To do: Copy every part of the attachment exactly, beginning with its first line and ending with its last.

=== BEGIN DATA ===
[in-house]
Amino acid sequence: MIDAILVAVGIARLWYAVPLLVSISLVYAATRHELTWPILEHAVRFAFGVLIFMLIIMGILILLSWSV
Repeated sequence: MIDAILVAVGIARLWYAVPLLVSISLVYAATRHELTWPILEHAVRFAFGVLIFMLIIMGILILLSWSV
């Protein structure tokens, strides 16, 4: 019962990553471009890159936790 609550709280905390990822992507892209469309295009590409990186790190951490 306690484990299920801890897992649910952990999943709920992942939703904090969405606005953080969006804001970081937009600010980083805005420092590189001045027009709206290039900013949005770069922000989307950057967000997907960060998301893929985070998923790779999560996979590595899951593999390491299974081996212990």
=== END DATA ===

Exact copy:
[in-house]
Amino acid sequence: MIDAILVAVGIARLWYAVPLLVSISLVYAATRHELTWPILEHAVRFAFGVLIFMLIIMGILILLSWSV
Repeated sequence: MIDAILVAVGIARLWYAVPLLVSISLVYAATRHELTWPILEHAVRFAFGVLIFMLIIMGILILLSWSV
């Protein structure tokens, strides 16, 4: 019962990553471009890159936790 609550709280905390990822992507892209469309295009590409990186790190951490 306690484990299920801890897992649910952990999943709920992942939703904090969405606005953080969006804001970081937009600010980083805005420092590189001045027009709206290039900013949005770069922000989307950057967000997907960060998301893929985070998923790779999560996979590595899951593999390491299974081996212990």